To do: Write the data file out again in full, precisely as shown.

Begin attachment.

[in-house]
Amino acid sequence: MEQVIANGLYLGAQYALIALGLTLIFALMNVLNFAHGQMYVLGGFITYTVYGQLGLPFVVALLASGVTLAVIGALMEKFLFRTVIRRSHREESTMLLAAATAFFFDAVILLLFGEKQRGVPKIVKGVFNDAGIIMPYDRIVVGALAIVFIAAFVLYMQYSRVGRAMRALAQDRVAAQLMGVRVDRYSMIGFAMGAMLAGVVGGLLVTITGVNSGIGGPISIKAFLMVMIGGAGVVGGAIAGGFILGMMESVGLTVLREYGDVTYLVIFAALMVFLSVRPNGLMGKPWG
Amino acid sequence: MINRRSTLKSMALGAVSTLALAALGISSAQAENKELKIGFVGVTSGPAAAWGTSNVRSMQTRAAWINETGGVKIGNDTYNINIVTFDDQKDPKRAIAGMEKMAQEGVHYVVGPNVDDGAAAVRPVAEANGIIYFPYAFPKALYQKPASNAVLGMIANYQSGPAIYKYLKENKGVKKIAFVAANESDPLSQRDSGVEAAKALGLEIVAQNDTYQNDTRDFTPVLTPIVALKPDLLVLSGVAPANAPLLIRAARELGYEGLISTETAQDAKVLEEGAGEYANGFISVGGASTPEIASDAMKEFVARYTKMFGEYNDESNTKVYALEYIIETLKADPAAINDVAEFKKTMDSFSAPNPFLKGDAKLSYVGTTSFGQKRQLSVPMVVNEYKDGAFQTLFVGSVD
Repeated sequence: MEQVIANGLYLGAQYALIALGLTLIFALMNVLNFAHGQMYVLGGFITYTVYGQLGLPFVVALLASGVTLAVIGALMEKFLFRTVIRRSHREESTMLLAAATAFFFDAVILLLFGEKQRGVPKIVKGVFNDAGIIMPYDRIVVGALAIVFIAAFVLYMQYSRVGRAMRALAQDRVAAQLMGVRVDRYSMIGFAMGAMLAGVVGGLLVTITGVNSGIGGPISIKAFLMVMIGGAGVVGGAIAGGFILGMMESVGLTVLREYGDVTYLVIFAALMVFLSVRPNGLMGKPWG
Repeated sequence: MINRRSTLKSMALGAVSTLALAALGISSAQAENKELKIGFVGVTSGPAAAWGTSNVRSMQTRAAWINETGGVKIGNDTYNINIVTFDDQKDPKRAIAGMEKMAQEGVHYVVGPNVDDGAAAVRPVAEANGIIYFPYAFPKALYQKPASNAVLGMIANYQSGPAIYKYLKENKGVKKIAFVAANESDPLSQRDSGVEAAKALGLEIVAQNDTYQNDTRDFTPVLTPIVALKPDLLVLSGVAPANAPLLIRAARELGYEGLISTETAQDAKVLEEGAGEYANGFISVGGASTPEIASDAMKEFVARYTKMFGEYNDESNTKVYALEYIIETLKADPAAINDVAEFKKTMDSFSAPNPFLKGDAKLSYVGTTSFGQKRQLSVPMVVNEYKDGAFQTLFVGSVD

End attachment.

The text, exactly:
[in-house]
Amino acid sequence: MEQVIANGLYLGAQYALIALGLTLIFALMNVLNFAHGQMYVLGGFITYTVYGQLGLPFVVALLASGVTLAVIGALMEKFLFRTVIRRSHREESTMLLAAATAFFFDAVILLLFGEKQRGVPKIVKGVFNDAGIIMPYDRIVVGALAIVFIAAFVLYMQYSRVGRAMRALAQDRVAAQLMGVRVDRYSMIGFAMGAMLAGVVGGLLVTITGVNSGIGGPISIKAFLMVMIGGAGVVGGAIAGGFILGMMESVGLTVLREYGDVTYLVIFAALMVFLSVRPNGLMGKPWG
Amino acid sequence: MINRRSTLKSMALGAVSTLALAALGISSAQAENKELKIGFVGVTSGPAAAWGTSNVRSMQTRAAWINETGGVKIGNDTYNINIVTFDDQKDPKRAIAGMEKMAQEGVHYVVGPNVDDGAAAVRPVAEANGIIYFPYAFPKALYQKPASNAVLGMIANYQSGPAIYKYLKENKGVKKIAFVAANESDPLSQRDSGVEAAKALGLEIVAQNDTYQNDTRDFTPVLTPIVALKPDLLVLSGVAPANAPLLIRAARELGYEGLISTETAQDAKVLEEGAGEYANGFISVGGASTPEIASDAMKEFVARYTKMFGEYNDESNTKVYALEYIIETLKADPAAINDVAEFKKTMDSFSAPNPFLKGDAKLSYVGTTSFGQKRQLSVPMVVNEYKDGAFQTLFVGSVD
Repeated sequence: MEQVIANGLYLGAQYALIALGLTLIFALMNVLNFAHGQMYVLGGFITYTVYGQLGLPFVVALLASGVTLAVIGALMEKFLFRTVIRRSHREESTMLLAAATAFFFDAVILLLFGEKQRGVPKIVKGVFNDAGIIMPYDRIVVGALAIVFIAAFVLYMQYSRVGRAMRALAQDRVAAQLMGVRVDRYSMIGFAMGAMLAGVVGGLLVTITGVNSGIGGPISIKAFLMVMIGGAGVVGGAIAGGFILGMMESVGLTVLREYGDVTYLVIFAALMVFLSVRPNGLMGKPWG
Repeated sequence: MINRRSTLKSMALGAVSTLALAALGISSAQAENKELKIGFVGVTSGPAAAWGTSNVRSMQTRAAWINETGGVKIGNDTYNINIVTFDDQKDPKRAIAGMEKMAQEGVHYVVGPNVDDGAAAVRPVAEANGIIYFPYAFPKALYQKPASNAVLGMIANYQSGPAIYKYLKENKGVKKIAFVAANESDPLSQRDSGVEAAKALGLEIVAQNDTYQNDTRDFTPVLTPIVALKPDLLVLSGVAPANAPLLIRAARELGYEGLISTETAQDAKVLEEGAGEYANGFISVGGASTPEIASDAMKEFVARYTKMFGEYNDESNTKVYALEYIIETLKADPAAINDVAEFKKTMDSFSAPNPFLKGDAKLSYVGTTSFGQKRQLSVPMVVNEYKDGAFQTLFVGSVD